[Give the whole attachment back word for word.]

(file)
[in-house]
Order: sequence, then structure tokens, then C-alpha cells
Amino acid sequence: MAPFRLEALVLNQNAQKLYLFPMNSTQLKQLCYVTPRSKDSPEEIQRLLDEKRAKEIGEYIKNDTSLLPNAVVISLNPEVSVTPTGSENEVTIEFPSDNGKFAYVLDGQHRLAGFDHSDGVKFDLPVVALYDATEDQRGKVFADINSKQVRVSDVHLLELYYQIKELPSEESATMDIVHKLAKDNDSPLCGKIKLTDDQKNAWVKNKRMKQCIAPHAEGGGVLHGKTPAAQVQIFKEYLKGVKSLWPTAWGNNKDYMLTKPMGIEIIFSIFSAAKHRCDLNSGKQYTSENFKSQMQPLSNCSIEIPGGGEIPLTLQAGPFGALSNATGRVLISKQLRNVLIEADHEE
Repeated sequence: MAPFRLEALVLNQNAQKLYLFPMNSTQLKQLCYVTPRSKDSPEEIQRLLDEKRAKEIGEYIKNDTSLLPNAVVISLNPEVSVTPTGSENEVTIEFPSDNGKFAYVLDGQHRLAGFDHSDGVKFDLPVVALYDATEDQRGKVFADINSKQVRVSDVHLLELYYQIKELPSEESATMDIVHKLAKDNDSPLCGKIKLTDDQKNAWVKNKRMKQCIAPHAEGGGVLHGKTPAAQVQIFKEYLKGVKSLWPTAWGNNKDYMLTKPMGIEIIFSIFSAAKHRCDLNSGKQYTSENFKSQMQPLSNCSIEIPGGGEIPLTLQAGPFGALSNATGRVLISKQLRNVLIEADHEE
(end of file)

[in-house]
Order: sequence, then structure tokens, then C-alpha cells
Amino acid sequence: MAPFRLEALVLNQNAQKLYLFPMNSTQLKQLCYVTPRSKDSPEEIQRLLDEKRAKEIGEYIKNDTSLLPNAVVISLNPEVSVTPTGSENEVTIEFPSDNGKFAYVLDGQHRLAGFDHSDGVKFDLPVVALYDATEDQRGKVFADINSKQVRVSDVHLLELYYQIKELPSEESATMDIVHKLAKDNDSPLCGKIKLTDDQKNAWVKNKRMKQCIAPHAEGGGVLHGKTPAAQVQIFKEYLKGVKSLWPTAWGNNKDYMLTKPMGIEIIFSIFSAAKHRCDLNSGKQYTSENFKSQMQPLSNCSIEIPGGGEIPLTLQAGPFGALSNATGRVLISKQLRNVLIEADHEE
Repeated sequence: MAPFRLEALVLNQNAQKLYLFPMNSTQLKQLCYVTPRSKDSPEEIQRLLDEKRAKEIGEYIKNDTSLLPNAVVISLNPEVSVTPTGSENEVTIEFPSDNGKFAYVLDGQHRLAGFDHSDGVKFDLPVVALYDATEDQRGKVFADINSKQVRVSDVHLLELYYQIKELPSEESATMDIVHKLAKDNDSPLCGKIKLTDDQKNAWVKNKRMKQCIAPHAEGGGVLHGKTPAAQVQIFKEYLKGVKSLWPTAWGNNKDYMLTKPMGIEIIFSIFSAAKHRCDLNSGKQYTSENFKSQMQPLSNCSIEIPGGGEIPLTLQAGPFGALSNATGRVLISKQLRNVLIEADHEE